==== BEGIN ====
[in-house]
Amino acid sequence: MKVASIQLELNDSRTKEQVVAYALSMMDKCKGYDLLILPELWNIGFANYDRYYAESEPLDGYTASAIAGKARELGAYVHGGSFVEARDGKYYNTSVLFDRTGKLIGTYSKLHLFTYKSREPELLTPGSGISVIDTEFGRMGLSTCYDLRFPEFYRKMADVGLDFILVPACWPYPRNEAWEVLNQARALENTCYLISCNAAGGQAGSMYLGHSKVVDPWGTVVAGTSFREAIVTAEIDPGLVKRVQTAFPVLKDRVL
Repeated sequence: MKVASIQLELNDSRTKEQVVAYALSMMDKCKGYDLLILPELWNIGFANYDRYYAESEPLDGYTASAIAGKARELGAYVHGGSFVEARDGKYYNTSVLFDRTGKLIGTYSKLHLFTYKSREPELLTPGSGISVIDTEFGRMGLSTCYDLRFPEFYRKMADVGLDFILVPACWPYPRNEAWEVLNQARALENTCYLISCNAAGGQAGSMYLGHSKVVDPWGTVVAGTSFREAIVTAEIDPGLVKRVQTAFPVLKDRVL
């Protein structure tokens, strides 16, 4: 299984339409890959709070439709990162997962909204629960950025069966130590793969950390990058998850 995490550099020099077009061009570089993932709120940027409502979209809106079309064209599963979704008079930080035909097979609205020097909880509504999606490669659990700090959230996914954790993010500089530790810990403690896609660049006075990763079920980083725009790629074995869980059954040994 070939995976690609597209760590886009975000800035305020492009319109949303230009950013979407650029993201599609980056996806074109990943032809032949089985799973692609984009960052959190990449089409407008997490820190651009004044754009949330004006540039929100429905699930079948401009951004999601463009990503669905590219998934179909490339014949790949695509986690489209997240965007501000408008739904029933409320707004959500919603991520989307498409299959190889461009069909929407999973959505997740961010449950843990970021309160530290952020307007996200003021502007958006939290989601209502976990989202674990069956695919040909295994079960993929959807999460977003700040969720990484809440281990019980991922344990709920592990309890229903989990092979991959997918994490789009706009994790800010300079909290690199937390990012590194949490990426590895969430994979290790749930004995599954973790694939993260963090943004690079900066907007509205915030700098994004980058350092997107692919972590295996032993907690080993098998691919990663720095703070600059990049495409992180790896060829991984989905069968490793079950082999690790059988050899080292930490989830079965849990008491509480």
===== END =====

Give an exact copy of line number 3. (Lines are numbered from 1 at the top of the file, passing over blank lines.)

Repeated sequence: MKVASIQLELNDSRTKEQVVAYALSMMDKCKGYDLLILPELWNIGFANYDRYYAESEPLDGYTASAIAGKARELGAYVHGGSFVEARDGKYYNTSVLFDRTGKLIGTYSKLHLFTYKSREPELLTPGSGISVIDTEFGRMGLSTCYDLRFPEFYRKMADVGLDFILVPACWPYPRNEAWEVLNQARALENTCYLISCNAAGGQAGSMYLGHSKVVDPWGTVVAGTSFREAIVTAEIDPGLVKRVQTAFPVLKDRVL